Daniels eyes locations, graduation rates of region's Purdue campuses

2012-11-18T00:00:00Z 2012-12-22T18:28:35Z Daniels eyes locations, graduation rates of region's Purdue campusesDan Carden dan.carden@nwi.com, (317) 637-9078 nwitimes.com
November 18, 2012 12:00 am  • 

MUNSTER | Northwest Indiana's two regional Purdue University campuses are likely to come under scrutiny in January when Gov. Mitch Daniels takes over as Purdue's president. 

In an interview last week with The Times' Editorial Board, Daniels seemed skeptical about maintaining separate Purdue campuses in Hammond and Westville -- just 34 miles apart.

"What are we doing with two of them that close together?" Daniels asked. "If you started anew, you probably wouldn't draw it up that way, but here we are, so what's the right thing to do? Is it just continue on or look for some other arrangement?"

The governor said he's going into his new job with no predispositions about what should be done concerning the region's Purdue campuses.

"We'll see," he said. "There's some really good people at both places; I like the folks who lead these places."

Besides the campuses, which Daniels said he's visited recently, the president-to-be said he's especially concerned about the low graduation rates at both schools compared to the main West Lafayette campus, where 70 percent of students graduate in six years.

At Purdue North Central, just 7 percent of students graduate in four years with 23 percent graduating in six years, including those students who begin coursework at PNC but complete their degree elsewhere.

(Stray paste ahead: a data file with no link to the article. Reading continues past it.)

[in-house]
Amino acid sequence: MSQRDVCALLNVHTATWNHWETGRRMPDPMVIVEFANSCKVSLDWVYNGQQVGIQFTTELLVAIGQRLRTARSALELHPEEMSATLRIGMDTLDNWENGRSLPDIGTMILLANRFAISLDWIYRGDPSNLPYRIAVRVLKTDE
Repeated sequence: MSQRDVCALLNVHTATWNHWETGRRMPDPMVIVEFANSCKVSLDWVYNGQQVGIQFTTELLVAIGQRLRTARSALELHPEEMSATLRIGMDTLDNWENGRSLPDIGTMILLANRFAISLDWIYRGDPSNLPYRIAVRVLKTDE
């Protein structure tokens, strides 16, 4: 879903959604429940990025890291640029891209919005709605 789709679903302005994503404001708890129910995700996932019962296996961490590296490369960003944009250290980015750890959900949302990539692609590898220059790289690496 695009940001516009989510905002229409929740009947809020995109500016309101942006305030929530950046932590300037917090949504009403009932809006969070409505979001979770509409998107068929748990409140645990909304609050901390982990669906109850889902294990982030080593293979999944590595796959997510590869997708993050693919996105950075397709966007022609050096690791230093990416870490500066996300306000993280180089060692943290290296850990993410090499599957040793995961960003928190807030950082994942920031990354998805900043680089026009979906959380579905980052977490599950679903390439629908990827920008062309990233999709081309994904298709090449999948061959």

The six-year graduation rate at Purdue Calumet is 28 percent.

Daniels said that needs to improve for the good of the university and its students.

"Some kids run up some bills and don't even get through," he said.

The governor was elected Purdue president by the university's board of trustees in June. He'll officially take over when his term in the Statehouse ends Jan. 14.

Daniels told The Times he didn't seek the job by approaching Purdue board members, a majority of whom he appointed. He said the board came to him and told him Purdue students, faculty and alumni wanted Daniels to run their school.

Even then, on at least two occasions, Daniels said he seriously considered turning them down. 

"But I never could pull that trigger because I'd get thinking about what a great place it is, how well it fits our needs as a state and a nation and how, if things got even better there, that would be a useful thing to do," he said. "I just finally decided, 'OK, maybe we should give this a try.' "

Whenever his duties as governor allow it, Daniels said he's been learning all he can about Purdue and higher education in general. Daniels holds a law degree from Georgetown University and earned a bachelor's degree at Princeton University's Woodrow Wilson School of Public Affairs.

"I know there's some students on that campus studying harder than I am, but not very many," Daniels said of preparing for his new position.

As for a future in politics, perhaps following Wilson who was president of Princeton before becoming president of the United States, Daniels, 63, seemed to rule that out.

"Purdue may change their mind but if they don't, I feel that this will be my last full-time job," he said.

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